These women pushed against barriers, saved lives, and discovered new worlds. They're the sort of heroes you'd like any child to meet. Review copy from publisher.

Friday, October 20, 2017

John Ronald's Dragons

John Ronald's Dragons, a J.R.R. Tolkien Story
by Caroline McCallister; illus. by Eliza Wheeler
48 pages; ages 4-8
Roaring Brook Press, 2017

themes: biography, imagination, dragons

John Ronald was a boy who loved horses. And trees, And strange sounding words.

But most of all, John Ronald loved dragons.

If you have a kid who loves dragons, you'll understand this. John Ronald grew up hearing stories about knights and dragons. He and his cousin made up their own language, but he never found dragons. Even when he went to war - and that's where he certainly could have used the help of dragons! So John Ronald went into teaching. And then one day, while grading papers, he started writing: "In a hole in the ground there lived a hobbit."

What I like about this book: It's fun to read. I like that John Ronald had no idea what a hobbit was, but followed him into a story that led him over mountains, beyond the ridges, east of the sun and west of the moon to the land where ... DRAGONS! I also like that the author and illustrator include notes at the end explaining more about Tolkien's life and inspiration for the illustrations.

Beyond the book:

Learn about hobbits! If you haven't read any of JRR Tolkien's books, at least read The Hobbit.Pay attention to their homes, what they wear, food they eat. These are important details.

How many kinds of Dragons are there? Like other reptiles, there is great diversity. You may want to make a poster showing all the various kinds of dragons there are or have been in the world.

Get to know dragons in the real world. Here's a National Geographic article that tells about seven existing "dragons".

Do dragons dance? Chinese New Year celebrations include dragon dances. If you were creating a dragon dance, what would it look like?

Today is PPBF (perfect picture book Friday), an event in which bloggers share great picture books at Susanna Leonard Hill's site. She keeps an ever-growing list of Perfect Picture Books. Review ARC from publisher.

Friday, October 13, 2017

All the Way to Havana


All the Way to Havana
by Margarita Engle; illustrated by Mike Curato
40 pages; ages 4-8
Henry Holt Books for young readers, 2017

themes: family, cars, diversity

We have a gift, and we have a cake, and today we're going to drive all the way to the big city to see my new baby cousin.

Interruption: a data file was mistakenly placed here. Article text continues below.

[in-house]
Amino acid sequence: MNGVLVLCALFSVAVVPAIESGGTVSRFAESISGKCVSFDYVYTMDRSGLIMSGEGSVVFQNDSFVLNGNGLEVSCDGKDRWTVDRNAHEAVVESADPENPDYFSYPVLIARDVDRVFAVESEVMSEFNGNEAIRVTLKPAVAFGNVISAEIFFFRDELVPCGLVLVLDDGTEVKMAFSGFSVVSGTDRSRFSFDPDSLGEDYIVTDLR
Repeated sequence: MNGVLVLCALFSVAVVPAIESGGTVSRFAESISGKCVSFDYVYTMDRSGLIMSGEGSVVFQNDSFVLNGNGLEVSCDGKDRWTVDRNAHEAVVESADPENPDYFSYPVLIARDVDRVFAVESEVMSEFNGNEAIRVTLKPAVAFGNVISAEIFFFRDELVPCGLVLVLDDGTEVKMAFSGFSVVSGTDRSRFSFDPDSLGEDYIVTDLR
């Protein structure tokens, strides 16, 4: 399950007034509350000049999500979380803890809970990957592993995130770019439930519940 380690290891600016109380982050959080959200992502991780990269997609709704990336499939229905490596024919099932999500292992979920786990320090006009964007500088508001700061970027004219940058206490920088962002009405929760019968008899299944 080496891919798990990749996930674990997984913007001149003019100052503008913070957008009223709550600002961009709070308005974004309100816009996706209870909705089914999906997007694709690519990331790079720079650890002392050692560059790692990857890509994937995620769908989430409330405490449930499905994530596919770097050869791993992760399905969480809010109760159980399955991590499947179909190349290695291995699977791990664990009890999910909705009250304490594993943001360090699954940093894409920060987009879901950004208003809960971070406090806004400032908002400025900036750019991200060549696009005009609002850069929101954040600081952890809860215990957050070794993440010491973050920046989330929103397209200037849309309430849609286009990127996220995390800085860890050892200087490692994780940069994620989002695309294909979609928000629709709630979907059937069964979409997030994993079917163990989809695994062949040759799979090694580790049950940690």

This is the story about a boy and his family driving to Havana, Cuba in their old family car. When she rattles and shakes like a chicken, papa pops the hood and with a twist and a tinker and a bit of twine gets her back in shape. Then it's off to Havana - well, got to give the neighbors a ride. But then it's off to Havana!

What I like love about this book: The sounds! So many car sounds, from clunks and clucks to pio pio, taka taka, and a whole lot more zooms and growls. It makes you think, "Hey! that's what MY car sounds like!" I like the repetition of the phrase, "we have a gift, and we have a cake..." I like the way he boy and his father use tools at hand to repair car problems, even inventing their own solution. And I love that Margarita uses her author's note to tell more about why these old American cars are on the island. Plus, if you have a car-loving kid, the end pages are filled with antiques: 1950 Chevy 3100 pickup, 1959 Ford Thunderbird, and my favorite - 1953 Chevy 210 series (a lot like my family's first car).

Beyond the Book:

Make a list of the sounds cars and trucks make in your area. Not just on the road, but when they're starting up, and stopped at a light. Don't forget to include a car you ride in frequently. Need inspiration? Here's a library of sounds, and here's the "Car Noise Emporium" from Car Talk.

Go to an old car show. The guys with old cars around here have a meet-up every month down in town and anyone can walk by to look at the cars. They raise the hoods and vroom the engines. OR find some books or online sites that have photos of old cars from the 1940s and 1950s.